Background: In 2012 clinical management of children having adenotonsillectomy (AT) for suspected obstructive sleep apnea (OSA) at our tertiary centre changed based on previous research: children with severe obstructive sleep apnea (OSA) at increased risk of post-operative respiratory adverse events (AE) identified using home overnight oximetry or polysomnography (PSG) were managed post-operatively in a high nurse/patient ratio unit in the ward (high acuity unit, HAU) rather than in the intensive care unit (ICU) as previously. Objectives: To examine the post-operative respiratory AE post AT in HAU. Methods: A retrospective audit was performed of children having AT on the HAU list from Oct 2012-Sept 2014, identifying clinical information, pre-operative testing for OSA and post-operative course. Results: 343 children underwent elective adenotonsillectomy at our tertiary centre in the study period, of whom 79 had surgery on the HAU list (16F; median age 4.2 year (range 1.2-14.7); median weight-for-age centile 77.9% (IQR 44-98.7%)). 75 had moderate/severe OSA by oximetry (n = 44) or PSG (n = 31) criteria. 77 of 79 children had oxygen therapy in the recovery room (median 20 min, IQR 15-40 min). 18 (23%) had at least one AE outside the recovery room, which were observed (n = 2) or treated with oxygen therapy (n = 14) or repositioning (n = 2). Obesity increased the risk of an AE (10/25 obese vs 8/54 non obese, p = 0.01), as did the presence of a major comorbidity (5/9 with comorbidity vs 13/70 without, p = 0.03). There were no admissions from the HAU to ICU. 63 patients (83%) stayed only one night in hospital (median 1 d, range 1-5 d). Conclusions: In a cohort of children with known moderate-severe OSA, post-operative AE after AT were all managed in the HAU. Post-operative care in HAU provides safe and effective care for high-risk children post-AT, minimizing admissions to ICU.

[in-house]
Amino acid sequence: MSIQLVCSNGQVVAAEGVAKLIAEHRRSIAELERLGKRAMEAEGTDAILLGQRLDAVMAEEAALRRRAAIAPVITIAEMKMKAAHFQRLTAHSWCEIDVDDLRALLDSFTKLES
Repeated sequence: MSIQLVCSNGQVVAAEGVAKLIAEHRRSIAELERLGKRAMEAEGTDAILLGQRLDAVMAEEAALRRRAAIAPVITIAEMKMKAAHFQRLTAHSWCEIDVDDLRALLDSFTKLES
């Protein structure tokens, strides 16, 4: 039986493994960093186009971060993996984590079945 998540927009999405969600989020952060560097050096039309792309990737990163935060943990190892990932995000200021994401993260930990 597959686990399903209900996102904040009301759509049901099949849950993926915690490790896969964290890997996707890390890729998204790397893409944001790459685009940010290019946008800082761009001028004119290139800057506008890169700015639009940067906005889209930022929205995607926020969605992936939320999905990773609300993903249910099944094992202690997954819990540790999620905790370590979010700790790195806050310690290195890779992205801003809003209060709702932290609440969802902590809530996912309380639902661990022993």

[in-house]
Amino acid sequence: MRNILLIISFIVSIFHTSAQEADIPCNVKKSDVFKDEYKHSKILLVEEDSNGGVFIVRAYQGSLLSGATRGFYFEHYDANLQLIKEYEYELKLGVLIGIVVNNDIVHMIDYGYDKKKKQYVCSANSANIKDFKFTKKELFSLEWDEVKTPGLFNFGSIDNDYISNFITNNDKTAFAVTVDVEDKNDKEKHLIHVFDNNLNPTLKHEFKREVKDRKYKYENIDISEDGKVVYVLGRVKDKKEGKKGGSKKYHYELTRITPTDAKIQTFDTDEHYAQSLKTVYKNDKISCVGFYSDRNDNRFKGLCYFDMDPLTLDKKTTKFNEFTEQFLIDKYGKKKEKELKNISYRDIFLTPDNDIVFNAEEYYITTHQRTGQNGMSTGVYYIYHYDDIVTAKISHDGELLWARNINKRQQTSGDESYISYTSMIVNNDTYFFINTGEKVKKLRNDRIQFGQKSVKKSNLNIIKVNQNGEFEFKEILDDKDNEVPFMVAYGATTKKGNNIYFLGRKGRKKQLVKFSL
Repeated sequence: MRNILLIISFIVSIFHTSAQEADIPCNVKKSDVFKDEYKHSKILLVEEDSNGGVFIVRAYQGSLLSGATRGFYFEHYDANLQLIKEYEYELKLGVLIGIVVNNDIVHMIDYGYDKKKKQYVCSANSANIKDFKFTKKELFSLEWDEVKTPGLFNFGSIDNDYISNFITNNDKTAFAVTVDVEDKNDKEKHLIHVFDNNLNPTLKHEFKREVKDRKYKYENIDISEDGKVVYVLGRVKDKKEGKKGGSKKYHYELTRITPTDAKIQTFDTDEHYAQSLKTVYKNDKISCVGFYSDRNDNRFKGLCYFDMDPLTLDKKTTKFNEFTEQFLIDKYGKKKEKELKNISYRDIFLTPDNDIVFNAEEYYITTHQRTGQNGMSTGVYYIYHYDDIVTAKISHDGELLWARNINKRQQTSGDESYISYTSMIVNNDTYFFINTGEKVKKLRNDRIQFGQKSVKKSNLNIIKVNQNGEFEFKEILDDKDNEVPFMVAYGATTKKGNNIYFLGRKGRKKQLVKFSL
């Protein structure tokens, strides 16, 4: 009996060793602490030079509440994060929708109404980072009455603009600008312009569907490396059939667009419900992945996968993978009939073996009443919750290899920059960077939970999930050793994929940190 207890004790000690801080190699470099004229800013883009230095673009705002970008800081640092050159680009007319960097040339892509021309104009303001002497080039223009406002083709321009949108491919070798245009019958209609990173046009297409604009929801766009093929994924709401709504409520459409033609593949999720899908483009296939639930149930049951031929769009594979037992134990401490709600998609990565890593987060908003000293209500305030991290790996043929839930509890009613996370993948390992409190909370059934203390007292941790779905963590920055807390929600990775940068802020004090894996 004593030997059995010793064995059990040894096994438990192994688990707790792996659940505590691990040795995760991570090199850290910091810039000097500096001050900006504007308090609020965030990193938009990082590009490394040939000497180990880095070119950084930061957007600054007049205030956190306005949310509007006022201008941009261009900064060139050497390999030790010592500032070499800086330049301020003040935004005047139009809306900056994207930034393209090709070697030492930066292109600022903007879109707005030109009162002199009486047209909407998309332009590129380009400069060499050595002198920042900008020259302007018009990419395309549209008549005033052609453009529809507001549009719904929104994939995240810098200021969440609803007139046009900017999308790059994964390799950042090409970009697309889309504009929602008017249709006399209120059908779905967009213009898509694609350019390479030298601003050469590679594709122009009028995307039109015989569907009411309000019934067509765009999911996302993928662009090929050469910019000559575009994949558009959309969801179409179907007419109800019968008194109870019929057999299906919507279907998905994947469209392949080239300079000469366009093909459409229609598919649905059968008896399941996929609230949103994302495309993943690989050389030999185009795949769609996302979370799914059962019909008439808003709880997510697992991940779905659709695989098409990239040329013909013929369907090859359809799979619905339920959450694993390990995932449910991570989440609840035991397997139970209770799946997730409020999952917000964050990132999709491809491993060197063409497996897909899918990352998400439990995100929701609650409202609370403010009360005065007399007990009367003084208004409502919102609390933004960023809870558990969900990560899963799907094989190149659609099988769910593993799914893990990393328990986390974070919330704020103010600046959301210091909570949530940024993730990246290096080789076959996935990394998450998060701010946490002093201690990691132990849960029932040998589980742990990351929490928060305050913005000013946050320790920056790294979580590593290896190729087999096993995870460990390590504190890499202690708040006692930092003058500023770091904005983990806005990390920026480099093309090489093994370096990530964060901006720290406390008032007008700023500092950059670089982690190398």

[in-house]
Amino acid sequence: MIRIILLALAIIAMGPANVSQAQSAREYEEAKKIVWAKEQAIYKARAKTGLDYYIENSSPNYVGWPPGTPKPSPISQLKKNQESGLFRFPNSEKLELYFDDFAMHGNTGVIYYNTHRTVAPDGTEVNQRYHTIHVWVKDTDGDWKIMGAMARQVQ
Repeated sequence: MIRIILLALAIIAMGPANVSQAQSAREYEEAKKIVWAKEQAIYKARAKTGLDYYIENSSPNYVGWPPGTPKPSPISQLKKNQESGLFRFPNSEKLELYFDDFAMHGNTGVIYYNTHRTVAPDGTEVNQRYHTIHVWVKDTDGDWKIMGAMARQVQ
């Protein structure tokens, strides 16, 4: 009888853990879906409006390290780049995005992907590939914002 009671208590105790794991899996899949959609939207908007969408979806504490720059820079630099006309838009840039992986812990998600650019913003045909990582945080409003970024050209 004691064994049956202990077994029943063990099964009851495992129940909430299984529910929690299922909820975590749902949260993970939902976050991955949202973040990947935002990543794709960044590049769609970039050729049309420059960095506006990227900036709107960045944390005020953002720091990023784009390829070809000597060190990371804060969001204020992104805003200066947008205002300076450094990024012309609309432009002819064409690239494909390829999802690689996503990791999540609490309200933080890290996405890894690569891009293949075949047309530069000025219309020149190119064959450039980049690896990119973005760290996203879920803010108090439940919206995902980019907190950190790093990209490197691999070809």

|Number of pages||4|
|Journal||International Journal of Pediatric Otorhinolaryngology|
|Publication status||Published - 1 Mar 2016|
- Obstructive sleep apnea